This is one of a series of articles we at Morton Fraser are producing to guide finance companies through the wholesale change proposed in Scots law in relation to security over goods, intellectual property and shares, on the one hand, and invoice finance or the purchase of receivables, on the other. For a general introduction to what the Bill covers, see here. The Bill is slated to move through the Scottish Parliament this session, so, while detail may change during that passage and statutory instruments will be required before it can become effective law, it is now timely to start preparing for the new regime. This article is concerned with the new process for assigning debts, referred to in the Bill as "Assignation of Claims".
Summary of the Points discussed in this Article
- Who will benefit from the major reform of Scots law which is on its way
- The Bill introduces a formal process for assigning debts, referred to as "claims" (but basically this covers the right to performance of an obligation, hence a debt, a sub-hire agreement or a bank account will all be captured).
- It is easy to create the assignation but there must be a document signed or, in electronic cases authenticated which identifies the claim.
- The assignation can be over existing claims as well as future claims, provided they are adequately described so they can be identified as falling within the relevant description given in the Bill. Therefore, it is competent to assign a claim which at the time the assignation is given is not held by the assignor (and indeed the claim may not exist at that time). That's an important clarification of an area of doubt in Scots law.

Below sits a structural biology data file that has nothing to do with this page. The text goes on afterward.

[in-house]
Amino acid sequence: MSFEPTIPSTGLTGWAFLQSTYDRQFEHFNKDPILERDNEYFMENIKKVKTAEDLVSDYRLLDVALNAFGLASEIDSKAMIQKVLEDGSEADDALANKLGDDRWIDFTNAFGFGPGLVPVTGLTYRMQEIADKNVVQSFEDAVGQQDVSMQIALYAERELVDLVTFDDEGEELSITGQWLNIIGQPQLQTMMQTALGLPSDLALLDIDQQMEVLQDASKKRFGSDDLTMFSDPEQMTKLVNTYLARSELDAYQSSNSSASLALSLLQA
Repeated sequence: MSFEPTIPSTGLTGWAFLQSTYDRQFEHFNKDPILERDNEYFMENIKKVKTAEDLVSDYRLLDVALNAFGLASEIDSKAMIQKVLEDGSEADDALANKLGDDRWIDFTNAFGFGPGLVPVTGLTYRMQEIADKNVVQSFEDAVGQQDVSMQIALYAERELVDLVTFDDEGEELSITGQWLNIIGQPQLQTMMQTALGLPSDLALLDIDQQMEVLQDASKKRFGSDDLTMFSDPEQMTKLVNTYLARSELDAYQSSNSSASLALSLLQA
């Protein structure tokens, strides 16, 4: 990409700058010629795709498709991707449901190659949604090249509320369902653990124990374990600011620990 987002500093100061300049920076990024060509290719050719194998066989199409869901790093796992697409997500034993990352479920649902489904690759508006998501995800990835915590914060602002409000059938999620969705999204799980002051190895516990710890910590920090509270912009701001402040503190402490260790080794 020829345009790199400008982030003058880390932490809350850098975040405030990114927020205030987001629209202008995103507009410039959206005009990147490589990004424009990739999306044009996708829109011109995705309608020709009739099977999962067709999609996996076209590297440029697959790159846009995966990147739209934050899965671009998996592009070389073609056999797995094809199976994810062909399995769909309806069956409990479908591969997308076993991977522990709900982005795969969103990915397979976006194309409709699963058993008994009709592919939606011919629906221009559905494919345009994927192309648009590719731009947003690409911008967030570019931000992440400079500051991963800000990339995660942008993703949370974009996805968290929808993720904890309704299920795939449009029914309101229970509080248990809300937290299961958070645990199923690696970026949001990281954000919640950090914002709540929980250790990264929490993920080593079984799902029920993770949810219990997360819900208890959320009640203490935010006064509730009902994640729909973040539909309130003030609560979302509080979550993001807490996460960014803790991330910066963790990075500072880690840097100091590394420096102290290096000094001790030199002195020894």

- The claim (or debt) is transferred either by the intimation of the claim (giving of notice) to the debtor, as in current practice, or, under the new regime, registration of the assignation document with the new Register of Assignations ("ROA"). In respect of future claims, the assignment comes into effect on the later of the claim coming into existence and registration with the ROA.
- If and when notice is given to the debtor, there is no formality required for the giving of that notice- as long as it is clear in its description of the situation, then it will be treated as being valid notice.
- Where the assignation in question is a security assignation, it is treated as being a fixed security on registration at the ROA and there is no time limit for registration albeit if the assignation is granted by an LLP or company it still needs to be registered at Companies House within 21 days of its date, irrespective of when it is registered in the ROA.
- If notice hasn't been given to the debtor, then such debtor paying the assignor in good faith is protected by the Bill and is discharged of his obligation to pay the assignee.
- Provided the claim is appropriately identified in the assignation and the claim is in existence at the point of insolvency, then registration in the ROA gives the creditor priority over an insolvency practitioner appointed to the assignor without the need for intimation or notice, which is a big divergence from the current law.
To read the full article click here
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